11560503 Multiple autophosphorylation is essential for the formation of the active and stable homodimer of heme-regulated eIF2alpha kinase

Rafie-Kolpin, M, Lu, L, Chen, JJ, Bauer, BN, Han, A

Biochemistry 2001
12767237 Autophosphorylation of threonine 485 in the activation loop is essential for attaining eIF2alpha kinase activity of HRI

Han, AP, Rafie-Kolpin, M, Chen, JJ

Biochemistry 2003
11689689 Translation initiation control by heme-regulated eukaryotic initiation factor 2alpha kinase in erythroid cells under cytoplasmic stresses

Han, AP, Lu, L, Chen, JJ

Mol. Cell. Biol. 2001
31033440 HRI coordinates translation necessary for protein homeostasis and mitochondrial function in erythropoiesis

Macias-Garcia, A, Zhang, S, Butty, VL, Levine, SS, Sankaran, VG, Velazquez, J, Ulirsch, JC, Chen, JJ

Elife 2019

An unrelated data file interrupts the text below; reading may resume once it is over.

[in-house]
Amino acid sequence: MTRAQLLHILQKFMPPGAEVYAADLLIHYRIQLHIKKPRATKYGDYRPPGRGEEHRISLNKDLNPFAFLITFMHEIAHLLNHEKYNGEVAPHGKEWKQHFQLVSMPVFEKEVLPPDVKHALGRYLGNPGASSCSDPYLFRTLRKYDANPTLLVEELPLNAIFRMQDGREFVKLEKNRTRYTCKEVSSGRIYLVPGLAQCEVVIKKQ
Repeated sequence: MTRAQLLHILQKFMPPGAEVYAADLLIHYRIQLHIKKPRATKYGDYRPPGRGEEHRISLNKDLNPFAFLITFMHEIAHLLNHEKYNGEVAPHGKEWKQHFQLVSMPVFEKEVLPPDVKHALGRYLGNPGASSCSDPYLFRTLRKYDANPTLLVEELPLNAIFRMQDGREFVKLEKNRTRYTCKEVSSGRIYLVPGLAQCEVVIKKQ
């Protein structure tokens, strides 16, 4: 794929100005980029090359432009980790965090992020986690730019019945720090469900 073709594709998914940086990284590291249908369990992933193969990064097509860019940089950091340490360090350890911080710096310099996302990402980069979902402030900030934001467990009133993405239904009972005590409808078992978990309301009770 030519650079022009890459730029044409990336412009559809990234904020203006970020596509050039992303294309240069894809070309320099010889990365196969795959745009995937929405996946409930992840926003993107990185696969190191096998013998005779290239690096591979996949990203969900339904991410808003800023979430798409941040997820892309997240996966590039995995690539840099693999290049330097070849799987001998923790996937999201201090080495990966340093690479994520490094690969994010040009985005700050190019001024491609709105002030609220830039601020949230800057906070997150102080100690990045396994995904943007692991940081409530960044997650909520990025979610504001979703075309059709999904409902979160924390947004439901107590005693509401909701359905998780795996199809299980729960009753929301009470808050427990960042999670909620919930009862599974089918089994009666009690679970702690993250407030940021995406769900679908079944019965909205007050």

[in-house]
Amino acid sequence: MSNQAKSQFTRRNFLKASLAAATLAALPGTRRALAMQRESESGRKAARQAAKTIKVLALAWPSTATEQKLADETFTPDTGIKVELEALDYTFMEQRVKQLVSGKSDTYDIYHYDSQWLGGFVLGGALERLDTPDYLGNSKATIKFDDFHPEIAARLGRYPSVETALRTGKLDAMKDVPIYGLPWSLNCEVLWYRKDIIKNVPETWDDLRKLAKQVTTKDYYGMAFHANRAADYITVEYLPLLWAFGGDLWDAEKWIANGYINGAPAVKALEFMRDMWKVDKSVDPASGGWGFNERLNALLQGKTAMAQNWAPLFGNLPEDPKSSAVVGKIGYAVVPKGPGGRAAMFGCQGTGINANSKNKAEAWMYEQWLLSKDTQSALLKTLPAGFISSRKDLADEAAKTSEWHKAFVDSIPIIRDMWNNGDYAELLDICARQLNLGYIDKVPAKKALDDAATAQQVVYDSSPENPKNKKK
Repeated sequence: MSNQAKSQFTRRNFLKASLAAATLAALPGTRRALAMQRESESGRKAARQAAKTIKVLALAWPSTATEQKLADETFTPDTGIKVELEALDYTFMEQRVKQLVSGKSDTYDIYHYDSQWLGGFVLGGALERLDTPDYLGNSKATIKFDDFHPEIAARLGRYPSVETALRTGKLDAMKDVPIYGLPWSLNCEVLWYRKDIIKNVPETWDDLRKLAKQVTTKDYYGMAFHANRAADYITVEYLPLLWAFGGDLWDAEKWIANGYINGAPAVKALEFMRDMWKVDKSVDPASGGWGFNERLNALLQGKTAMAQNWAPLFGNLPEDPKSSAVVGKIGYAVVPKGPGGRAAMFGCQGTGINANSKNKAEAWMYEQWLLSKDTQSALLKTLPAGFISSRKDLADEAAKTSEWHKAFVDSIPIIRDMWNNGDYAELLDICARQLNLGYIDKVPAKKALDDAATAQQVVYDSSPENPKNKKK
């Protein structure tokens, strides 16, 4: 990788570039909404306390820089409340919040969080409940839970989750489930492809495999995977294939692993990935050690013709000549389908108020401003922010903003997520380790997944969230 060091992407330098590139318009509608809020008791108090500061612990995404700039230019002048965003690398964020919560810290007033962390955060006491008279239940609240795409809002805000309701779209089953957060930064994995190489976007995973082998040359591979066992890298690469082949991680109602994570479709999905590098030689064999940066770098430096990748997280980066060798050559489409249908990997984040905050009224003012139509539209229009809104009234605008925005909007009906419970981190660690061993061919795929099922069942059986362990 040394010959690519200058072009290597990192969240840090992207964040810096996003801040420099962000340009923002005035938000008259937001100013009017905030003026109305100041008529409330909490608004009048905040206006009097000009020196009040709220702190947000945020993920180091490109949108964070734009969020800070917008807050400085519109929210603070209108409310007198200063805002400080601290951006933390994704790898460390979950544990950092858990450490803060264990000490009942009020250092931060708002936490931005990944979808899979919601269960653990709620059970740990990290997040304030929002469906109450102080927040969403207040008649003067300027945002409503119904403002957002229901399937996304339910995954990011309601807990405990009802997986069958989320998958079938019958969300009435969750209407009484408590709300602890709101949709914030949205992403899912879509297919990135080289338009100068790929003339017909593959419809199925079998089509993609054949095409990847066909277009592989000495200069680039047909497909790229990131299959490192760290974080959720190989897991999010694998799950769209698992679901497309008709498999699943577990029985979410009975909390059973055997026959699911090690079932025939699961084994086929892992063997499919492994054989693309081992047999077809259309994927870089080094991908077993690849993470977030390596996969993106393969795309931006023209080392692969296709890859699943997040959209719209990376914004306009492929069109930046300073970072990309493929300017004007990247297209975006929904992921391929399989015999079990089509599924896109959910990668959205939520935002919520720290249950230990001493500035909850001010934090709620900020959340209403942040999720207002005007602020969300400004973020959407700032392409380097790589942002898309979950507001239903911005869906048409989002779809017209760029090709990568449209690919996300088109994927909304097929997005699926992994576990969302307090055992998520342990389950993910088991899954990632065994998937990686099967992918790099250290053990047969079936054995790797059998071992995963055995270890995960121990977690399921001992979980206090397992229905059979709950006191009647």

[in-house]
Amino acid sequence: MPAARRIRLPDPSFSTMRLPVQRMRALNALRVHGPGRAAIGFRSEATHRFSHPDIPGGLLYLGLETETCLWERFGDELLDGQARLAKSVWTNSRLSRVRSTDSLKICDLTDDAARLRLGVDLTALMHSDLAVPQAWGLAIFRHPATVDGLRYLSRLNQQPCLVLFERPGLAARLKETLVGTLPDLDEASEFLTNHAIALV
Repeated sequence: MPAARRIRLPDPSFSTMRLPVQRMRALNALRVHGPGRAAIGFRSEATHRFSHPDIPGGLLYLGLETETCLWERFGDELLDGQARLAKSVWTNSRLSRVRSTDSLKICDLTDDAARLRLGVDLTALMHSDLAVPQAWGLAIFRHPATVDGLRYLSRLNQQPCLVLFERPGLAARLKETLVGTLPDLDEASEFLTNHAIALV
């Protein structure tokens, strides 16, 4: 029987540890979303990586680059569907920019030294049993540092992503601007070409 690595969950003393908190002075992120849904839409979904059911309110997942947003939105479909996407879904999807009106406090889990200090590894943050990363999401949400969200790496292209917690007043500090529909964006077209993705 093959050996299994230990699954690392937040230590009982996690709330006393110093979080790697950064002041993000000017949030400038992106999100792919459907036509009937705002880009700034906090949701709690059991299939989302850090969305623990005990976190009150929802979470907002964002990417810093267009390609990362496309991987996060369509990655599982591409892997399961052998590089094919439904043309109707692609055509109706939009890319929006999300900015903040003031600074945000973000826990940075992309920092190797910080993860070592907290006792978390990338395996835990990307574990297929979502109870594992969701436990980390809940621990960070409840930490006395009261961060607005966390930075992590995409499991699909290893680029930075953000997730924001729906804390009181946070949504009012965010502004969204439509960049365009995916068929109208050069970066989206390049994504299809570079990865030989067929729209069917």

18450746 Elucidation of the heme binding site of heme-regulated eukaryotic initiation factor 2alpha kinase and the role of the regulatory motif in heme sensing by spectroscopic and catalytic studies of mutant proteins

Shimizu, T, Pichierri, F, Murase, M, Igarashi, J, Martinkova, M, Iizuka, A

J. Biol. Chem. 2008
9874252 Heme-regulated eIF-2alpha kinase purifies as a hemoprotein

Rafie-Kolpin, M, Chen, JJ, Oh, J, Kan, B, Chefalo, PJ

Eur. J. Biochem. 1998
23354059 The eIF2α kinases: their structures and functions

Gorman, AM, Samali, A, Donnelly, N, Gupta, S

Cell. Mol. Life Sci. 2013
28814160 Elucidation of molecular mechanism of stability of the heme-regulated eIF2α kinase upon binding of its ligand, hemin in its catalytic kinase domain

Pal, J, Bhavnani, V, Panigrahi, P, Kaviraj, S, Yapara, S, Suresh, CG